My Bulgarian grandfather had an, ahem, Bulgarian-made motorcycle Balkan that I wanted to ride so much since I was in preschool. I loved everything about his little bike—the smell of gasoline it emitted when parked and the veil of silver smoke it produced when my grandfather revved the engine to get it to operating temperature. I could never get old enough to be allowed to ride it. My grandfather died, and my reckless uncle, my father’s brother, took it right away. I asked my father whether I could have it but he said I couldn’t.
I grew up, was about 15 years old, when I visited my cousin and saw a fat, ugly man sitting on my grandfather’s Balkan. The fat man, as I learned later, was my uncle’s wife lover. I hated that man—he wasn’t very different than the pigs he fed and smelled like a hog. I don’t know what happened with the Balkan bike, but every time I see a picture of it I regret I could never ride it even for a minute. If I had enough material I would’ve put this story into a book called: People and Machines: a Love Story. Does anyone have a similar story? Feel free to share it in a comment.
By the way, I had to contribute to the English version of the Wikipedia article about Balkan motorcycles—the current version is mine but is very incomplete for the lack of sources.
About Balkan Motorcycles
Balkan motorcycles were manufactured between 1958-1975 in the Bulgarian town Lovech. The manufacturer, Bulgarian Motorcycle Works, produced Balkan motorcycles with 50, 75, and 250cc engines. The last version of a 250cc Balkan was the C-2 model that had a two-stroke, 1-cylinder engine that gave a maximum speed of 110 km/h.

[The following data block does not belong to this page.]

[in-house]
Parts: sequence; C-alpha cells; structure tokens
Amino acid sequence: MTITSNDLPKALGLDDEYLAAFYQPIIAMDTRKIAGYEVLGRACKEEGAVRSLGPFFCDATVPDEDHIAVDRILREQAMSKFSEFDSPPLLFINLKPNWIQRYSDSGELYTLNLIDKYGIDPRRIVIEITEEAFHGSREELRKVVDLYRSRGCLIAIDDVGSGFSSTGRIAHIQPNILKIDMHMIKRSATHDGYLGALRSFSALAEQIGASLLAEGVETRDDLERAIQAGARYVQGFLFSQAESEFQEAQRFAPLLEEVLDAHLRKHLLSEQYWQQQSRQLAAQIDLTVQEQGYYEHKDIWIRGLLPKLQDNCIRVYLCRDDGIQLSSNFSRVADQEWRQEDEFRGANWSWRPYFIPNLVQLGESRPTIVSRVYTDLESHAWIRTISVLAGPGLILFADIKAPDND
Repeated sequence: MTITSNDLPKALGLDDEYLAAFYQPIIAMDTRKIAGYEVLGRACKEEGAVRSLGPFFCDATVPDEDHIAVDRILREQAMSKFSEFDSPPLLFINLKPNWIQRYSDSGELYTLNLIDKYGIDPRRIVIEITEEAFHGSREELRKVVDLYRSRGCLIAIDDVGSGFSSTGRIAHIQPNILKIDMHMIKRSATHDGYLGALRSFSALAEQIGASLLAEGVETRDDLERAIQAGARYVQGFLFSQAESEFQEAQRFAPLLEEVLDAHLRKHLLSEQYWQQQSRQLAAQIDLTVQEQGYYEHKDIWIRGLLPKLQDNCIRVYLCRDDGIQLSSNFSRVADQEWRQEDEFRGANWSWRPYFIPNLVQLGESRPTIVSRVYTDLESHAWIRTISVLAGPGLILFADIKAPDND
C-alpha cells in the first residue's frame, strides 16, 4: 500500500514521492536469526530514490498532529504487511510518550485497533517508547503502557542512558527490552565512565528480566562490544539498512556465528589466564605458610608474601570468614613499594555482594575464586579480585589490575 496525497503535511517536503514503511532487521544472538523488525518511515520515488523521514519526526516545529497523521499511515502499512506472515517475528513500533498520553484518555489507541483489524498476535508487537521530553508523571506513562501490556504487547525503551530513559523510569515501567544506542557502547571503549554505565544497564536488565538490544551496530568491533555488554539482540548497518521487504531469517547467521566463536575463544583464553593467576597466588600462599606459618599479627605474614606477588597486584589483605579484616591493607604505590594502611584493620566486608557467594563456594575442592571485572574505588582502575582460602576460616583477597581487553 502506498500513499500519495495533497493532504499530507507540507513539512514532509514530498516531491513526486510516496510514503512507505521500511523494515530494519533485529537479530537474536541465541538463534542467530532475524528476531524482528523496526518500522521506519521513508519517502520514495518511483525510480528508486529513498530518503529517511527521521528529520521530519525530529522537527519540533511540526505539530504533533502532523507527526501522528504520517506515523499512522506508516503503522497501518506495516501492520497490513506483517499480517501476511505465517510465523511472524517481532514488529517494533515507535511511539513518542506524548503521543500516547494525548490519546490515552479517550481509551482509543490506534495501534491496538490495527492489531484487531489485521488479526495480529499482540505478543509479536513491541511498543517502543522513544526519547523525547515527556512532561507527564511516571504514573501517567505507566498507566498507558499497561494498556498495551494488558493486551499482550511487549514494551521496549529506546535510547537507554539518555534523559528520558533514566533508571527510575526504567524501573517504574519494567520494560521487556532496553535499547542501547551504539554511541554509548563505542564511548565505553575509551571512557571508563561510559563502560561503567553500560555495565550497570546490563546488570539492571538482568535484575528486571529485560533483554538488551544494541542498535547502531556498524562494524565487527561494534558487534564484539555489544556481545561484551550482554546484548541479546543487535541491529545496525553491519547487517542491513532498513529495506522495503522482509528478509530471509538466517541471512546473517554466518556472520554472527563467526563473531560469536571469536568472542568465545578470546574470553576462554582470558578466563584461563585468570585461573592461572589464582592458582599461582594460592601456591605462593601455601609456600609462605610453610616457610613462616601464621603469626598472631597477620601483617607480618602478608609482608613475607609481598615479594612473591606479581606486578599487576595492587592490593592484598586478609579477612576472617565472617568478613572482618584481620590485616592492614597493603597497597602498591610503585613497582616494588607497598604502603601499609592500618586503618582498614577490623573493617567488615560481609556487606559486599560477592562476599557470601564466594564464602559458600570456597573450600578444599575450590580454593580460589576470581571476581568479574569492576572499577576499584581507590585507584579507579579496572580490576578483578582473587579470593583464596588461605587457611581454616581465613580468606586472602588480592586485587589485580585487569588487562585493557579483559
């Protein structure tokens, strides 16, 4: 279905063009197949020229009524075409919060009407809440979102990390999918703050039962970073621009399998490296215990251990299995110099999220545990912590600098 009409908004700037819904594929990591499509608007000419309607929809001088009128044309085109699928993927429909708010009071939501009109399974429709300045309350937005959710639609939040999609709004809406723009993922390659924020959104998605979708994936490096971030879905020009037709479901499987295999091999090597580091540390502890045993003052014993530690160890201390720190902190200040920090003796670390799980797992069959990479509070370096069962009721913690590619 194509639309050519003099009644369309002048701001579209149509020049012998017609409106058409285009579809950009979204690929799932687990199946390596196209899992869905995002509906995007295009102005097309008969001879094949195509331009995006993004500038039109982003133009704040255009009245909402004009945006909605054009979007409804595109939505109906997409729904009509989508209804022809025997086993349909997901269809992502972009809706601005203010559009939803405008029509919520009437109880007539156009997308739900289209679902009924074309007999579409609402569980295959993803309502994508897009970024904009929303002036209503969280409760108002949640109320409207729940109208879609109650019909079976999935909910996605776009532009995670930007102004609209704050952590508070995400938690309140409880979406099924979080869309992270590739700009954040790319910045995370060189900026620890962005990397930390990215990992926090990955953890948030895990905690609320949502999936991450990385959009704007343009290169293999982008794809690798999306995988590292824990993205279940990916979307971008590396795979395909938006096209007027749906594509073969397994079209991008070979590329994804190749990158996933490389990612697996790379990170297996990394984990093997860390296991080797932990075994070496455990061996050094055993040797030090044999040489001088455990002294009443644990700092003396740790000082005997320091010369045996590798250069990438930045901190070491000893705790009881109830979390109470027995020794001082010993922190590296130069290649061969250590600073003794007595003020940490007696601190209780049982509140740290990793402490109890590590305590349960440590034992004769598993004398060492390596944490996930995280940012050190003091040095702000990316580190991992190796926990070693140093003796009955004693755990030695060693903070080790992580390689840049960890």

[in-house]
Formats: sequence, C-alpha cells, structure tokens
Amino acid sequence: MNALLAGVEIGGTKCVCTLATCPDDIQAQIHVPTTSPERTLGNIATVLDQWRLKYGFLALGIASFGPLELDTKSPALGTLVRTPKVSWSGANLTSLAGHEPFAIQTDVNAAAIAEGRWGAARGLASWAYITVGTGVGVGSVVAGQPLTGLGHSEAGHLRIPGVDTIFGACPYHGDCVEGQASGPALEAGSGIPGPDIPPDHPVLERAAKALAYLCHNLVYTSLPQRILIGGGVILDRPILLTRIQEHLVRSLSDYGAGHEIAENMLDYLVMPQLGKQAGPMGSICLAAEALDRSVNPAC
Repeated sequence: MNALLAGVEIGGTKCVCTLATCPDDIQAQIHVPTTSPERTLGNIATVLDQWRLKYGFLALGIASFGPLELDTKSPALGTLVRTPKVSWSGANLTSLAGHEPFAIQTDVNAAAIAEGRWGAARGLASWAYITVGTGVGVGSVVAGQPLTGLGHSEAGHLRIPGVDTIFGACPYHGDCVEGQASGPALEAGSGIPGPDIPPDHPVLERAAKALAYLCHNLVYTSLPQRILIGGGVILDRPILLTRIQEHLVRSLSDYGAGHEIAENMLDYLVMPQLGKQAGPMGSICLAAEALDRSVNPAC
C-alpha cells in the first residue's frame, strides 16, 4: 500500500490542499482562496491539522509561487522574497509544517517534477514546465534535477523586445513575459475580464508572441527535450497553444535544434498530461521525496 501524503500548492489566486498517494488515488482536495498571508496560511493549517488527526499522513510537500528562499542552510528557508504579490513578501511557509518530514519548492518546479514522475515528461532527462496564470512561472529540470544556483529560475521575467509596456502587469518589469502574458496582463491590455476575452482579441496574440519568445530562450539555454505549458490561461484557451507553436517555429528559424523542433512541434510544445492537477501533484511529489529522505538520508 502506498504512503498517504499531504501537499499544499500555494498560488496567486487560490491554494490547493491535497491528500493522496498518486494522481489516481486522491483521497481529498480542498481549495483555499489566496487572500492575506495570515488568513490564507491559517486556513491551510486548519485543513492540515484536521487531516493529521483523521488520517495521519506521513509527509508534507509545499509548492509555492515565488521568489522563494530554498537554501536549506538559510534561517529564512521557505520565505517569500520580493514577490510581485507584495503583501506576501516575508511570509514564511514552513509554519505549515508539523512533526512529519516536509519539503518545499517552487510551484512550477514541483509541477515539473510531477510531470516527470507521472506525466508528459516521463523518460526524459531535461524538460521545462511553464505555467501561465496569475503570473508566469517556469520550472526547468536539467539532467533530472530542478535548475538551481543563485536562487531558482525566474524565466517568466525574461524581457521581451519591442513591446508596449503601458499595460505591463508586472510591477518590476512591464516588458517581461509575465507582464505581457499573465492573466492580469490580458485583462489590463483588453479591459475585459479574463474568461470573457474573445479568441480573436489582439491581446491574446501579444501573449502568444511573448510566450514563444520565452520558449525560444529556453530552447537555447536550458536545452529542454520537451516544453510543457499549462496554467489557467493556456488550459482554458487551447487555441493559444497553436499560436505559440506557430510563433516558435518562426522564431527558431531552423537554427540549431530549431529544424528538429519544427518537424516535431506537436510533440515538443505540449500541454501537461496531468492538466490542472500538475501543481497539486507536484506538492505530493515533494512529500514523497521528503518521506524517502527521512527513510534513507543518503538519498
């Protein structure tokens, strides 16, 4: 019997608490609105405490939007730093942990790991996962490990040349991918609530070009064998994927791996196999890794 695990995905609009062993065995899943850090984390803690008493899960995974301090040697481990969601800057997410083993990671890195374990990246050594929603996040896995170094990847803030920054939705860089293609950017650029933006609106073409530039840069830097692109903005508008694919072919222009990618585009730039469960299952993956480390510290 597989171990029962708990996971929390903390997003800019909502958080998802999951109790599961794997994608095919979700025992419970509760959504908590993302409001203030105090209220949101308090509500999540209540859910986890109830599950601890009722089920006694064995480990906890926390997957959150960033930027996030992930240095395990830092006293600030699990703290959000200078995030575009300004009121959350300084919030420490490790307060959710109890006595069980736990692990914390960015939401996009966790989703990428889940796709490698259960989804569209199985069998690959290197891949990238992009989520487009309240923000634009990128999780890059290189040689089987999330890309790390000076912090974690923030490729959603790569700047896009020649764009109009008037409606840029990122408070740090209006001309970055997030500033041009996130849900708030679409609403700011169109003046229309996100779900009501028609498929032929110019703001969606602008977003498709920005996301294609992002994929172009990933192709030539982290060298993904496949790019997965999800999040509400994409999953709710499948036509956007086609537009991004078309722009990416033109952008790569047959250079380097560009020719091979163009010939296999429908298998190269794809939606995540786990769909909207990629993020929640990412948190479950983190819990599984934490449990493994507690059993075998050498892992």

The first Balkan motorcycles were designed after German DKW. Aside from small ornamental details, Balkan motorcycles with 250cc engines manufactured between 1956-57 were almost identical to the German 250cc DWK’s, including the mechanics and the engine. The last models resembled the Czechoslovakian Jawa motorcycles, but the engine and mechanics were the same.
The plans for building a motorcycle in then Communist Bulgaria came from a team of aircraft engineers led by Dimitar Damyanov. The factory in Lovech made airplanes between 1941 and 1954. After production of airplane parts was discontinued, the factory was forced to make agricultural machines, even beehives—the result of a perverted Communist version of planned economy. Damyanov’s proposal for a Bulgarian motorcycle came as a rescue to the factory and was approved by the Industrial Ministry. The Bulgarian government approval to make motorcycles for the general public was unusual because “between 1944 and 1955 all the import, trade and all the sales of cars and motorcycles for private customers was forbidden.”
At one point, Balkan motorcycles made their way to the United States. An American entrepreneur and importer of used Volkswagen parts discovered Balkan motorcycles while he was in Bulgaria on business. He wanted to distribute Balkan motorcycles through his Detroit-based company Valley Imports and offer them as unique and affordable bikes. Valley Imports have even published ads in motorcycle publications to look for partners.
It turns out that the U.S. federal government was interested in the motorcycles, but after finding out that Balkan bikes were made in a Communist state, they ordered Valley Imports to cease operation and destroy the Balkans they had in stock. Back then imports from a Communist country were considered contraband.